noun, plural fres·coes, fres·cos.
verb (used with object), fres·coed, fres·co·ing.
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Origin of fresco
OTHER WORDS FROM frescofres·co·er, fres·co·ist, noun
Words nearby fresco
Example sentences from the Web for fresco
And Pope Alexander VI had the painter Pinturicchio disguise his mistress as the Virgin Mary in one fresco.
Dining facilities include al fresco picnic tables and bucolic fields adjacent to the pastures.
Authorities had not noticed that missing fresco, which had been taken from the House of the Orchard, until it was returned.Pompeii Made It Through a Volcano, but Can It Survive Vandals?|Barbie Latza Nadeau|March 22, 2014|DAILY BEAST
As I read this, I imagined a fresco depicting the economic section of the document.Pope Francis Declares Consumers and Capitalists Need to Help the Poor|Daniel Gross|November 26, 2013|DAILY BEAST
This 13th-century fresco of a lion was painted near Burgos in Spain, probably by an itinerant English artist from Winchester.
Beneath the portico, numbers of servants and retainers were lounging about, enjoying the fresco.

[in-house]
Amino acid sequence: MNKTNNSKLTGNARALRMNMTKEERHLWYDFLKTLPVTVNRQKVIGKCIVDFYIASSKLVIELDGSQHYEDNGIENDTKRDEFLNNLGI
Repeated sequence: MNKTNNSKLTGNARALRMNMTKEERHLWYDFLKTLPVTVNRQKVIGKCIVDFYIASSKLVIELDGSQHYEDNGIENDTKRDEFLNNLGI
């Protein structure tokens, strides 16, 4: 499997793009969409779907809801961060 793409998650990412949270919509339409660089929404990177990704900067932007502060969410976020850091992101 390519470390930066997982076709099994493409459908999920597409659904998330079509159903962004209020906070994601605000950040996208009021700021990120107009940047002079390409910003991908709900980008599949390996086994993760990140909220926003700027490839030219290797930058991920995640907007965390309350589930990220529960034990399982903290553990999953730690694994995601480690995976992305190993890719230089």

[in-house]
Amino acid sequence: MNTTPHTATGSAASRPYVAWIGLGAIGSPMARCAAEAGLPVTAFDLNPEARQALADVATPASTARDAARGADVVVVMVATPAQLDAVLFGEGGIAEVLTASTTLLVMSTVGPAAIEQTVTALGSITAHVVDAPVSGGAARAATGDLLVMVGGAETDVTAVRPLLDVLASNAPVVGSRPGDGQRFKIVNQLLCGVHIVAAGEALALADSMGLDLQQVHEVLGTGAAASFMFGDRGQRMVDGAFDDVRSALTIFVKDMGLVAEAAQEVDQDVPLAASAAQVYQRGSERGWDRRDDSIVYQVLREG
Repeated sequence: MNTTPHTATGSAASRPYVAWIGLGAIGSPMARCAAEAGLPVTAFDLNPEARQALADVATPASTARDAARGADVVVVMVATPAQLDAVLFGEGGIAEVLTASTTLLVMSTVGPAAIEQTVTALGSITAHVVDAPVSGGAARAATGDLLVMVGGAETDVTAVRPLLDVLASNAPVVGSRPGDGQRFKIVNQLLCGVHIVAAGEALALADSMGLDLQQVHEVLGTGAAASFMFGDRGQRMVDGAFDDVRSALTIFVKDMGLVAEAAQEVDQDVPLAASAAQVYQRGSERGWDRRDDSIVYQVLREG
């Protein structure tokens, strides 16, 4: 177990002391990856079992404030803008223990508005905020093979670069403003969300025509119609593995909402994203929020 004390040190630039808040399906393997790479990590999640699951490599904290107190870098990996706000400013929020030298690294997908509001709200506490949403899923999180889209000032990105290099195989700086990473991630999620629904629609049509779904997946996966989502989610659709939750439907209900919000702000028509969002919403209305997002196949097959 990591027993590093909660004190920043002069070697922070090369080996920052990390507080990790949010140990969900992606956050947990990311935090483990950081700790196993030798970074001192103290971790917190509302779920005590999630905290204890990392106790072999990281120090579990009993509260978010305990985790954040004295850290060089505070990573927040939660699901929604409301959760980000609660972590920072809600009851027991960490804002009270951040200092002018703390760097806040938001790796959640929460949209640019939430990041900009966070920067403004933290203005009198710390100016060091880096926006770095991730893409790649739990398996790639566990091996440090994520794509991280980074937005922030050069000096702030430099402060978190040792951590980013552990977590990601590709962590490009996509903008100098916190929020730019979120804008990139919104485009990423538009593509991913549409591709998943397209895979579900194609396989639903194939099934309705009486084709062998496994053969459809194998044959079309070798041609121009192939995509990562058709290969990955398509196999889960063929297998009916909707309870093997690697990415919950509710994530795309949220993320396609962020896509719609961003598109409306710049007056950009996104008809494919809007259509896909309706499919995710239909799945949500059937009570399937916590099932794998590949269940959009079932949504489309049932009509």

In thisPg 89 church is a remarkable altar fresco which was executed by the late Lord Leighton.British Highways And Byways From A Motor Car|Thomas D. Murphy
On the outer walls of the principal temple are wretched daubs in fresco, representing the state of eternal punishment.A Woman's Journey Round the World|Ida Pfeiffer
The walls and ceiling were often covered with fresco paintings, frequently of elegant design, to be hereafter described.
The following fresco from the Catacomb of St. Priscilla is a characteristic example.
British Dictionary definitions for fresco
noun plural -coes or -cos
Word Origin for fresco
Cultural definitions for fresco
A painting on wet plaster. When the plaster dries, the painting is bonded to the wall. Fresco was a popular method for painting large murals during the Renaissance. The Last Supper, by Leonardo da Vinci, is a fresco, as are the paintings by Michelangelo in the Sistine Chapel.